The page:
LOS ANGELES (Hollywood Reporter) - Indiana Jones’ return to the big screen after 19 years underscores how much visual effects have evolved.
When the first three Indy films were made in the 1980s, the visual effects were done optically, i.e. photographically or in post-production.
“Indiana Jones and the Kingdom of the Crystal Skull,” which topped the North American box office this past weekend, marks the first time sophisticated digital techniques were used in bringing the story of the archaeologist-adventurer to life.
“There were many challenges,” said visual effects supervisor Pablo Helman, a veteran of “Indiana Jones” creator George Lucas’ effects house Industrial Light + Magic (ILM).
“One was working on a movie that had so many fans and coming up with work that matched the other movies. That was something (director) Steven Spielberg wanted from the beginning.”
Helman, a native of Argentina, said he and his team used a wide variety of techniques to make the scenes believable.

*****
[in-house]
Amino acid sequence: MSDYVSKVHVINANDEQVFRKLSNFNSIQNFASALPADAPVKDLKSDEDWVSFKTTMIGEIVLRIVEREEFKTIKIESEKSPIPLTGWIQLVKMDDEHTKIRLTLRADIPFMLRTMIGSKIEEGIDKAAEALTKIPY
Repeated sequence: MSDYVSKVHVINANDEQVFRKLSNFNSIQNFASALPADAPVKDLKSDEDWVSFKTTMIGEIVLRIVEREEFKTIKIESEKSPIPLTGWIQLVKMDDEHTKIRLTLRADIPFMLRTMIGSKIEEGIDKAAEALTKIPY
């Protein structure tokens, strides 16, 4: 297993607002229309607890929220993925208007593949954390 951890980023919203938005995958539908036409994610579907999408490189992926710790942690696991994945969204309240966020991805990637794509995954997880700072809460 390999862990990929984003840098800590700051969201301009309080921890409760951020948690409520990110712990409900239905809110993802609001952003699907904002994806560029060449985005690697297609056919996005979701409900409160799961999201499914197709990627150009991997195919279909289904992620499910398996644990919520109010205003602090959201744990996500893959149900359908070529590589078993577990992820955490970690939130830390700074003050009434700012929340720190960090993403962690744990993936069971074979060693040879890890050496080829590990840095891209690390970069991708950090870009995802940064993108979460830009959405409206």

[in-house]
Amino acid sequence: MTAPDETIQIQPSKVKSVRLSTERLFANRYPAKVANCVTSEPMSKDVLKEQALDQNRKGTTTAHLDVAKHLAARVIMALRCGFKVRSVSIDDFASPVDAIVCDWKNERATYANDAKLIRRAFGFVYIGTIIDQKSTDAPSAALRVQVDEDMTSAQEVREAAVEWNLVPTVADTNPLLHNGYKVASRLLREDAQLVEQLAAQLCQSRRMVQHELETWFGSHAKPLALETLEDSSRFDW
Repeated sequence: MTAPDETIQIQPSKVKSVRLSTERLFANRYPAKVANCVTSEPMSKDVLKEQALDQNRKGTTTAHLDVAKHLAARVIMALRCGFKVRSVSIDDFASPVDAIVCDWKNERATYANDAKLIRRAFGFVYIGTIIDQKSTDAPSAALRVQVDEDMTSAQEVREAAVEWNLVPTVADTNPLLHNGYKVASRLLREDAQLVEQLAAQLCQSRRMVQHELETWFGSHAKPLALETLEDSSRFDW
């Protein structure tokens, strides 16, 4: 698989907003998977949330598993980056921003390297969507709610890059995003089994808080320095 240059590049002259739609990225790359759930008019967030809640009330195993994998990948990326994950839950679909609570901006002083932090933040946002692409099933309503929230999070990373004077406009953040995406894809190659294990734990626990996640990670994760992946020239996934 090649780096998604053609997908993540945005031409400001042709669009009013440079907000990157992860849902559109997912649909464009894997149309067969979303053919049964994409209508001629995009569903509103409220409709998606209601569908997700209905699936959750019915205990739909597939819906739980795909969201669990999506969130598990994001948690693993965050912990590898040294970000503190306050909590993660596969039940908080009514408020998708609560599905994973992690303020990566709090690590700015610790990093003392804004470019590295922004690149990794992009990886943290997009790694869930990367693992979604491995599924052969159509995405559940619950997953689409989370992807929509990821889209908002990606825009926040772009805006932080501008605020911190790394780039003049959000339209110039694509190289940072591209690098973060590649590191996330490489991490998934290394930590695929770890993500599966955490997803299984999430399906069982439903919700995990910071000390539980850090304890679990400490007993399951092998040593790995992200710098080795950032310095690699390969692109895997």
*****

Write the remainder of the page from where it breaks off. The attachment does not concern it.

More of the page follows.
“The idea was to be on location as much as possible and then augment (with visual effects) to finish telling the story. ... We always started with principal photography, then we had miniatures, computer-generated elements, practical elements.”
The chase in the jungle is an example of how the digital tools were used.
“They shot as much in the jungle as they could,” associate visual effects supervisor Marshall Krasser said, adding that the actors were filmed against a blue screen separately.
To complete the shots, ILM created what was essentially a drag-and-drop jungle.
“We had a library of plants and stuff (computer-generated and photographed elements) to drag and drop into position ... We ... dragged vehicles into environments.”
The system helped the vehicles interact with the environment, for example, by digging up debris.
“We even added bugs flying around in some of the shots to sell the sense of realism,” Krasser added.
The climactic sequence inside the heart of a temple was one of the most challenging.
The movement of the chamber in the scene occurs through a combination of computer-generated imargery and miniatures. For it and other scenes in the film, ILM developed a software application called Fracture that allows the user to break surface objects in a realistic manner.
Lighting was added to enhance the realism of the shots.
“We didn’t want the effects to be visible, to overshadow the events that were occurring on the screen,” Krasser said. “We’ve trained an audience of critics.”